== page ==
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What is NEODYMIUM? What does NEODYMIUM mean? NEODYMIUM meaning – NEODYMIUM pronunciation – NEODYMIUM definition – NEODYMIUM explanation – How to pronounce NEODYMIUM?
Source: Wikipedia.org article, adapted under https://creativecommons.org/licenses/by-sa/3.0/ license.
Neodymium is a chemical element with symbol Nd and atomic number 60. It is a soft silvery metal that tarnishes in air. Neodymium was discovered in 1885 by the Austrian chemist Carl Auer von Welsbach. It is present in significant quantities in the ore minerals monazite and bastnäsite. Neodymium is not found naturally in metallic form or unmixed with other lanthanides, and it is usually refined for general use. Although neodymium is classed as a rare earth, it is a fairly common element, no rarer than cobalt, nickel, and copper, and is widely distributed in the Earth’s crust. Most of the world’s commercial neodymium is mined in China.
Neodymium compounds were first commercially used as glass dyes in 1927, and they remain a popular additive in glasses. The color of neodymium compounds—due to the Nd3+ ion—is often a reddish-purple but it changes with the type of lighting, due to the interaction of the sharp light absorption bands of neodymium with ambient light enriched with the sharp visible emission bands of mercury, trivalent europium or terbium. Some neodymium-doped glasses are also used in lasers that emit infrared with wavelengths between 1047 and 1062 nanometers. These have been used in extremely-high-power applications, such as experiments in inertial confinement fusion.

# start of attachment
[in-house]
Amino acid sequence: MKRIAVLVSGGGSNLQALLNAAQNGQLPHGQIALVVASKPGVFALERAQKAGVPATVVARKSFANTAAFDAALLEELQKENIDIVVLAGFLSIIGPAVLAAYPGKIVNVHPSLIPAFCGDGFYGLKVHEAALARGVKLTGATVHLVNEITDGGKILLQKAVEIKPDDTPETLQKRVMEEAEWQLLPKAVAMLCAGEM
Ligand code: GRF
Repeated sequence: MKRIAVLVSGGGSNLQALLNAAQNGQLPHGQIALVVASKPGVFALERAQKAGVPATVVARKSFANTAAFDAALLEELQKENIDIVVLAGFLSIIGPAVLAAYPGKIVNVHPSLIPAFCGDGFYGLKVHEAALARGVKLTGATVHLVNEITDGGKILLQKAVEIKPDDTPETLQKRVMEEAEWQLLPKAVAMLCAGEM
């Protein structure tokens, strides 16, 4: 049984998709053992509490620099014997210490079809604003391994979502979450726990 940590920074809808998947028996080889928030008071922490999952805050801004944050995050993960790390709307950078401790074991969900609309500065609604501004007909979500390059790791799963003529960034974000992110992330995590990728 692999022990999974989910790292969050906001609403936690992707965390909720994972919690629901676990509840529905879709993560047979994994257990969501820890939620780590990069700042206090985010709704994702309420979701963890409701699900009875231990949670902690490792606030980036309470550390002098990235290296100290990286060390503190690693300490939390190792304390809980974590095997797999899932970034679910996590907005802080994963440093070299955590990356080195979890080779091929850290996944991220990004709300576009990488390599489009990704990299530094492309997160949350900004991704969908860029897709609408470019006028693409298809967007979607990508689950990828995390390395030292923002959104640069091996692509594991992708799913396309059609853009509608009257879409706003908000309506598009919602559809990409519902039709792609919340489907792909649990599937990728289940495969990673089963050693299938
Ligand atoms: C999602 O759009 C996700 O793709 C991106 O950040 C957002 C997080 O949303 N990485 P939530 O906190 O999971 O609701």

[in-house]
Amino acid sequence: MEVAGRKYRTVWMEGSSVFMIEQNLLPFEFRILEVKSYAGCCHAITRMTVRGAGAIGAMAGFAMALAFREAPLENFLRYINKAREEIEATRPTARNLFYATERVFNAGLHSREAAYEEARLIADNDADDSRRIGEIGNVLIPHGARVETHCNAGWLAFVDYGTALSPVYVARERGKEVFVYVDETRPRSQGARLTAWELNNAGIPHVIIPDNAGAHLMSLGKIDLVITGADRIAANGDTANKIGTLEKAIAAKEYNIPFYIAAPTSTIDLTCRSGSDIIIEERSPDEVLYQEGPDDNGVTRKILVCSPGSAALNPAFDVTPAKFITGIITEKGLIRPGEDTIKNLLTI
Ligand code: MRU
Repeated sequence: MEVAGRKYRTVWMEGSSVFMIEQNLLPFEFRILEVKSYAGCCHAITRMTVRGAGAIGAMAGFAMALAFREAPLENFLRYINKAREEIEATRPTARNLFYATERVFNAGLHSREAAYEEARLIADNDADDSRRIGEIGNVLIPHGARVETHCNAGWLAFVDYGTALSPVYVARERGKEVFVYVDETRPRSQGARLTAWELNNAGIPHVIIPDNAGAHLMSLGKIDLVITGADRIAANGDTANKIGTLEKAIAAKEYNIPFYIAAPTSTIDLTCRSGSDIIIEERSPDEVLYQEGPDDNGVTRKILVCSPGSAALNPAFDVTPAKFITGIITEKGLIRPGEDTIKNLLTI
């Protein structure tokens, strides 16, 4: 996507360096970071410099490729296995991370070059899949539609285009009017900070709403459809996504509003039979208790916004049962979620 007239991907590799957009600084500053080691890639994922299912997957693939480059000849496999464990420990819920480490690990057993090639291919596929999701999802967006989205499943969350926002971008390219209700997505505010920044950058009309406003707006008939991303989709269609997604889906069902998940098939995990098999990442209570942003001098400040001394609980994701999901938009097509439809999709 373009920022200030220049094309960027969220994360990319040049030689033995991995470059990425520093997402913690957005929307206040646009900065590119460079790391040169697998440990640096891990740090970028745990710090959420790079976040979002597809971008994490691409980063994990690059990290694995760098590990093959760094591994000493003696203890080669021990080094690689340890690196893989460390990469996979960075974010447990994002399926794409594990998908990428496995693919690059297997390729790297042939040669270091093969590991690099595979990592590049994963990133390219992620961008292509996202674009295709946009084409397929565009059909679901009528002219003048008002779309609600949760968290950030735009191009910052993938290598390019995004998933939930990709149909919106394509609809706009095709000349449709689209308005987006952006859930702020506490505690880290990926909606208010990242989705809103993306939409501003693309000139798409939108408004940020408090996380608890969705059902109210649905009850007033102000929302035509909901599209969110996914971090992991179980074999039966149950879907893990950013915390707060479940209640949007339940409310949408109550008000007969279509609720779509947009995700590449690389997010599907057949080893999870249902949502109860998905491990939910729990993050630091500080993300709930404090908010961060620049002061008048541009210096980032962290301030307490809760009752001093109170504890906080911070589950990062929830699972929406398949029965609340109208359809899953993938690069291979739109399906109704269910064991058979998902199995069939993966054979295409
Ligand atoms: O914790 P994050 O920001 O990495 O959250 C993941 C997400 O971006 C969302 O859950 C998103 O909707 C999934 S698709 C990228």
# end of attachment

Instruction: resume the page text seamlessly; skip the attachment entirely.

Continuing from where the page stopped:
Neodymium is also used with various other substrate crystals, such as yttrium aluminum garnet in the Nd:YAG laser. This laser usually emits infrared at a wavelength of about 1064 nanometers. The Nd:YAG laser is one of the most commonly used solid-state lasers.
Another important use of neodymium is as a component in the alloys used to make high-strength neodymium magnets—powerful permanent magnets. These magnets are widely used in such products as microphones, professional loudspeakers, in-ear headphones, high performance hobby DC electric motors, and computer hard disks, where low magnet mass (or volume) or strong magnetic fields are required. Larger neodymium magnets are used in high-power-versus-weight electric motors (for example in hybrid cars) and generators (for example aircraft and wind turbine electric generators).
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If you are looking for a magnet to enter into a beauty contest, this one will probably not even come in as third runner up, but if you are looking for brute strength, you will like this magnet.
If you put this magnet on a solid, smooth hunk of iron that weighs 150 lbs. it will pick it up. I could not gather up enough iron the first time I tried.
I finally added enough iron so that the iron hanging on this little magnet weighed 150 pounds.
All that iron you see hanging onto the little magnet is rail road iron.
The magnets I use to put this strong magnet together are surplus and when these are gone, there will be no more. I wish that were not so, but there just are not any more available on the surplus market.
This magnet makes a good fishing magnet. We call it a fishing magnet, because you can go down to Lowe’s and purchase a cable to put thru the eye in the backing plate, and also purchase the crimping hardware to make it good and secure. Makes a neat unit.
You can go fishing with this extremely powerful magnet. You may not catch a whole lot of bass, but if you drag your magnet behind your boat, you may find a gun, a knife, and no telling how many fishing lures.